Chicago White Sox: The southsiders biggest move was not making one, based on the fact that Jose Quintana and Chris Sale are still in Chicago to slice through opposing lineups (sorry.) Despite Sale being linked with a number of big name contenders, no one could reach the hefty asking price, rumored to be five top level prospects. With Sale under contract through 2019, it makes sense for the ChiSox to wait until they get exactly what they want for him, and the pool of teams to get him will only grow in the offseason as non contenders will try to elevate. The Sox did deal Zach Duke to the Cardinals in return for 23 year old outfield prospect Charlie Tilson.
Grade: B Fans are probably a little disapointed to not get a haul of blue chippers that they could have for Sale or Quintana, but sometimes the best deals are the ones you don’t make. The White Sox have plenty of time to find the right deal for them if they want to in the coming offseason or deadline. Chicago was caught in an in between spot this deadline, not really contending for a playoff spot, but with the pieces to be in the conversation next season with the right offseason signings.
Kansas City Royals: Swapped outfielders with the A’s by sending Brett Eibner for Billy Burns. Kind of a microcosm of their entire season which seams plagued by a championship hangover.
Grade: C Didn’t do much at all but didn’t sell the farm. Meh.
Minnesota Twins: Swapped relievers with the Red Sox by sending Fernando Abad to Boston in return for 25 year old Pat Light. A common sense move for both teams: Red Sox get a more proven lefty specialist and the Twins get younger in a season that’s been laughably bad. Made another pitching swap with the Angles by swapping Ricky Nolasco and Alex Meyer for Alan Busenitz and Hector Santiago.
Grade: B What are you gonna do here if you’re the Twins? They’ve been hilariously bad all season and didn’t exactly have a lot of coveted pieces to move. Did their job by getting a little younger and maybe made their most important move of all by firing GM Terry Rya on July 18.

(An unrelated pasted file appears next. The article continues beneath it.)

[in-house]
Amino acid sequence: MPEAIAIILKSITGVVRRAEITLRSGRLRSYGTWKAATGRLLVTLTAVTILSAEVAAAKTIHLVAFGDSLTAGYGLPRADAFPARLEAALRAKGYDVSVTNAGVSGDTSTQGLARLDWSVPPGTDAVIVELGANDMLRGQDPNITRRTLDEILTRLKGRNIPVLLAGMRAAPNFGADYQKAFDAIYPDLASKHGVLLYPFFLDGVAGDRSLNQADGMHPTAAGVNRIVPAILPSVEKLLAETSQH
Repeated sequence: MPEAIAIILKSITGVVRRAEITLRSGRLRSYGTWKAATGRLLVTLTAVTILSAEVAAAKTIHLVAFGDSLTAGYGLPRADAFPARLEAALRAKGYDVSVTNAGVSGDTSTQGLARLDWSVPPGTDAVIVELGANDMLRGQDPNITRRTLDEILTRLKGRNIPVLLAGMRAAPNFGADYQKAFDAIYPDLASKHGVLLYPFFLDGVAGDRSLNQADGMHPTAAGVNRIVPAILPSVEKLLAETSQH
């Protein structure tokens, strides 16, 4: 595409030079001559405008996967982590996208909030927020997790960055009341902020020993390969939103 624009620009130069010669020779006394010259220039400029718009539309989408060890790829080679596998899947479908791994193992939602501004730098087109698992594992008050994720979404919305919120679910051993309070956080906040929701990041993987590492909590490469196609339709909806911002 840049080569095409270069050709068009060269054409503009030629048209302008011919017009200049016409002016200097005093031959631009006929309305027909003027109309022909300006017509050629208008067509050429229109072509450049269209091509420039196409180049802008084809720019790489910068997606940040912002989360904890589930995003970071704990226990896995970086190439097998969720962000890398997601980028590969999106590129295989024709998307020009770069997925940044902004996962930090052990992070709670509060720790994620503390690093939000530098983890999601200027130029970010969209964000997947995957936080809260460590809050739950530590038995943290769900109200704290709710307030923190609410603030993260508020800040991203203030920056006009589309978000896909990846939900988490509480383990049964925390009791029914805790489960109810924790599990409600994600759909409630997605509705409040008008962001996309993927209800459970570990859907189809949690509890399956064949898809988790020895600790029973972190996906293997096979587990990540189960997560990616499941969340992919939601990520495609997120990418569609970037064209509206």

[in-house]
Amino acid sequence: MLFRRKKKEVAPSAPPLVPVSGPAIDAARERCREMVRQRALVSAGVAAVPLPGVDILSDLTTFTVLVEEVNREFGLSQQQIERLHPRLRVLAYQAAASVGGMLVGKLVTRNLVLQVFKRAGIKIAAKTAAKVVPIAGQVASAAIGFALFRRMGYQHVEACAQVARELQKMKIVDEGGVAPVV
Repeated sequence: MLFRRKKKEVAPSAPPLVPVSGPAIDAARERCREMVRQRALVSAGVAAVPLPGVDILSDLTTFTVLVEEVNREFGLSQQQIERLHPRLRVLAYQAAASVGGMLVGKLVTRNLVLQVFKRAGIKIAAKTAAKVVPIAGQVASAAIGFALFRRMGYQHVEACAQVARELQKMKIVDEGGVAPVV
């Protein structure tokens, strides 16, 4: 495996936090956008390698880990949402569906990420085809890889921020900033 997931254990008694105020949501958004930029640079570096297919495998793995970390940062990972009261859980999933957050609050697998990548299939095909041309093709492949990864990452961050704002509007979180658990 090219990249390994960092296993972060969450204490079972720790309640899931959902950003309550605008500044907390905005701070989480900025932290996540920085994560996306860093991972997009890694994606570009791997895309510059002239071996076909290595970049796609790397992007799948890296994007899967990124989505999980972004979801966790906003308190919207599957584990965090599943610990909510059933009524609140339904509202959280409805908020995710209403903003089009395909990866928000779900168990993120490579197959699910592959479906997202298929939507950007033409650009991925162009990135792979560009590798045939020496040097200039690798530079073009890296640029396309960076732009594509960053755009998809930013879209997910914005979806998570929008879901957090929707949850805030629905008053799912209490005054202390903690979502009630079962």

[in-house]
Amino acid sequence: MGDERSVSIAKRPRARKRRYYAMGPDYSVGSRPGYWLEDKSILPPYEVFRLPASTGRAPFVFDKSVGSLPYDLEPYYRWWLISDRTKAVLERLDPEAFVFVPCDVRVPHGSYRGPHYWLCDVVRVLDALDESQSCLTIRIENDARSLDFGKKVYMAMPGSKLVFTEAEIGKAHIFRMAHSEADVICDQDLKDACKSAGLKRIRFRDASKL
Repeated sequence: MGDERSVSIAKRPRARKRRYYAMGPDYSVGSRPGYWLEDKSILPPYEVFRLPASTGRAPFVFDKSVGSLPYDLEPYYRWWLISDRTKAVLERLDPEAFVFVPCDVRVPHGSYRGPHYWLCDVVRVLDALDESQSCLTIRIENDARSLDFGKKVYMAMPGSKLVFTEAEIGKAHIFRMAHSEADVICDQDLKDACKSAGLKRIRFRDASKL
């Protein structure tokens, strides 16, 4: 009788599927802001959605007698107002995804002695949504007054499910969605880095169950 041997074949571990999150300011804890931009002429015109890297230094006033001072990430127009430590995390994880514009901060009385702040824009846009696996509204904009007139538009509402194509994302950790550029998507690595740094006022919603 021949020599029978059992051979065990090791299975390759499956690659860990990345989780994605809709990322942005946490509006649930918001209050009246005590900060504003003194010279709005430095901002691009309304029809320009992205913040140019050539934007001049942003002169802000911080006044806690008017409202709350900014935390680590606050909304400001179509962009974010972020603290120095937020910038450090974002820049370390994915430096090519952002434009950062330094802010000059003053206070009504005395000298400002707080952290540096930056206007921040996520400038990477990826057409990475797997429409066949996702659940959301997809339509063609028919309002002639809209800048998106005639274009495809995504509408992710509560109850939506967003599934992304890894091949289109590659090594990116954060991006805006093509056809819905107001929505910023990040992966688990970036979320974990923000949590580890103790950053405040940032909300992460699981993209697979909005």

Detroit Tigers: Bueller? Anything? Literally did nothing. Seemed poised to make a splash after pulling to within 3 games of the Indians despite a horrible start to the season, and just couldn’t find the right move to make despite being desperate for pitching.
Grade: D Had to be especially tough for Tigers fans to stomach considering they’ve seen Dealin’ Dave Dombrowski make huge deadline moves in years prior, but without DD, not being able to pull the trigger for ANYONE in the deadline is brutal, especially while the first place Indians went bananas.
Cleveland Indians: I’ll be honest, I wasn’t high on the Tribe going into the deadline. It’s hard to argue with that record and that pitching staff, but they’ve actually been a below .500 team in games outside of the weak AL central. They went out and made a huge splash though, going all in on the season by getting Andrew Miller.
Grade A- Miller is a huge acquisition for this team and a big plus to their already loaded pitching staff, and games just got a lot shorter for opposing teams. Maybe even more important than the actual signing of Miller was the statement that they’re all in, something backed up by the near miss on Jonathan Lucroy. Tribe fans have to be excited seeing their first place team make moves to contend, especially with the opposite happening too many times in years prior.